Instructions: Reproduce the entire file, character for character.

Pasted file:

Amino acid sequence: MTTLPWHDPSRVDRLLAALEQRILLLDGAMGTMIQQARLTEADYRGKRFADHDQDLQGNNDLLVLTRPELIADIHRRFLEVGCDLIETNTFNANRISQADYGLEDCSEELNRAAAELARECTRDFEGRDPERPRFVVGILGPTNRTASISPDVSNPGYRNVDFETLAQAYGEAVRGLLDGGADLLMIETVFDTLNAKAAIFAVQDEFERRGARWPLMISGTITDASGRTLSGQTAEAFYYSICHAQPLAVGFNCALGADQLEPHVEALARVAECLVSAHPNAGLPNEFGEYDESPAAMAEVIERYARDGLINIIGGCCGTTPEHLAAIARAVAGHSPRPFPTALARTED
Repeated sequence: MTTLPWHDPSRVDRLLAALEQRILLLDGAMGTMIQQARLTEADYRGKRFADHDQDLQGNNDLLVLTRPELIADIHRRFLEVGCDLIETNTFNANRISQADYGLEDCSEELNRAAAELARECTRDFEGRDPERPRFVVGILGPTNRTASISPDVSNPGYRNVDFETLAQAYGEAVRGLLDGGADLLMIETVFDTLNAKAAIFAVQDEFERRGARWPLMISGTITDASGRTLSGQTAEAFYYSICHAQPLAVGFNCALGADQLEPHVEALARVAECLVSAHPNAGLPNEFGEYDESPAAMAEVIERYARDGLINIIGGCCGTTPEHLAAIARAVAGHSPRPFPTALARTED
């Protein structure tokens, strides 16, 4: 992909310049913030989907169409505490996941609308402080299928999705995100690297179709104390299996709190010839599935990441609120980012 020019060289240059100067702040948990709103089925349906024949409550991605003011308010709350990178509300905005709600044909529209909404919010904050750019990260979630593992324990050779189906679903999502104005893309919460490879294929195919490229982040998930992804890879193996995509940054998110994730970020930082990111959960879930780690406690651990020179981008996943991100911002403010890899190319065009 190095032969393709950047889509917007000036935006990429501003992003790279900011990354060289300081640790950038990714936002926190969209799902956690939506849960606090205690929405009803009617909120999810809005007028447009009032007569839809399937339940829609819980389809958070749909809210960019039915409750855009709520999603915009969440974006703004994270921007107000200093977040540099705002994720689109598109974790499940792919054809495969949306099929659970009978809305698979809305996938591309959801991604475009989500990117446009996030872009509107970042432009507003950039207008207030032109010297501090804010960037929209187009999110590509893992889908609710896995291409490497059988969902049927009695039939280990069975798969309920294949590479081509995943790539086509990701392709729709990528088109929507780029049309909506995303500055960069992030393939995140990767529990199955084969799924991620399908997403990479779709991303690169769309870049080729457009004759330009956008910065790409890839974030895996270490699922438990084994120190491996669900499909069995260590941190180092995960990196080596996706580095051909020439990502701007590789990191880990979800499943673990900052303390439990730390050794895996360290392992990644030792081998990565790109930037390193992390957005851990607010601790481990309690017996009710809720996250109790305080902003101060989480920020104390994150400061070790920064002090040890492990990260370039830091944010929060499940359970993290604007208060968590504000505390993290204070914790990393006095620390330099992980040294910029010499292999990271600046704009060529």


Amino acid sequence: MTTLPWHDPSRVDRLLAALEQRILLLDGAMGTMIQQARLTEADYRGKRFADHDQDLQGNNDLLVLTRPELIADIHRRFLEVGCDLIETNTFNANRISQADYGLEDCSEELNRAAAELARECTRDFEGRDPERPRFVVGILGPTNRTASISPDVSNPGYRNVDFETLAQAYGEAVRGLLDGGADLLMIETVFDTLNAKAAIFAVQDEFERRGARWPLMISGTITDASGRTLSGQTAEAFYYSICHAQPLAVGFNCALGADQLEPHVEALARVAECLVSAHPNAGLPNEFGEYDESPAAMAEVIERYARDGLINIIGGCCGTTPEHLAAIARAVAGHSPRPFPTALARTED
Repeated sequence: MTTLPWHDPSRVDRLLAALEQRILLLDGAMGTMIQQARLTEADYRGKRFADHDQDLQGNNDLLVLTRPELIADIHRRFLEVGCDLIETNTFNANRISQADYGLEDCSEELNRAAAELARECTRDFEGRDPERPRFVVGILGPTNRTASISPDVSNPGYRNVDFETLAQAYGEAVRGLLDGGADLLMIETVFDTLNAKAAIFAVQDEFERRGARWPLMISGTITDASGRTLSGQTAEAFYYSICHAQPLAVGFNCALGADQLEPHVEALARVAECLVSAHPNAGLPNEFGEYDESPAAMAEVIERYARDGLINIIGGCCGTTPEHLAAIARAVAGHSPRPFPTALARTED
């Protein structure tokens, strides 16, 4: 992909310049913030989907169409505490996941609308402080299928999705995100690297179709104390299996709190010839599935990441609120980012 020019060289240059100067702040948990709103089925349906024949409550991605003011308010709350990178509300905005709600044909529209909404919010904050750019990260979630593992324990050779189906679903999502104005893309919460490879294929195919490229982040998930992804890879193996995509940054998110994730970020930082990111959960879930780690406690651990020179981008996943991100911002403010890899190319065009 190095032969393709950047889509917007000036935006990429501003992003790279900011990354060289300081640790950038990714936002926190969209799902956690939506849960606090205690929405009803009617909120999810809005007028447009009032007569839809399937339940829609819980389809958070749909809210960019039915409750855009709520999603915009969440974006703004994270921007107000200093977040540099705002994720689109598109974790499940792919054809495969949306099929659970009978809305698979809305996938591309959801991604475009989500990117446009996030872009509107970042432009507003950039207008207030032109010297501090804010960037929209187009999110590509893992889908609710896995291409490497059988969902049927009695039939280990069975798969309920294949590479081509995943790539086509990701392709729709990528088109929507780029049309909506995303500055960069992030393939995140990767529990199955084969799924991620399908997403990479779709991303690169769309870049080729457009004759330009956008910065790409890839974030895996270490699922438990084994120190491996669900499909069995260590941190180092995960990196080596996706580095051909020439990502701007590789990191880990979800499943673990900052303390439990730390050794895996360290392992990644030792081998990565790109930037390193992390957005851990607010601790481990309690017996009710809720996250109790305080902003101060989480920020104390994150400061070790920064002090040890492990990260370039830091944010929060499940359970993290604007208060968590504000505390993290204070914790990393006095620390330099992980040294910029010499292999990271600046704009060529």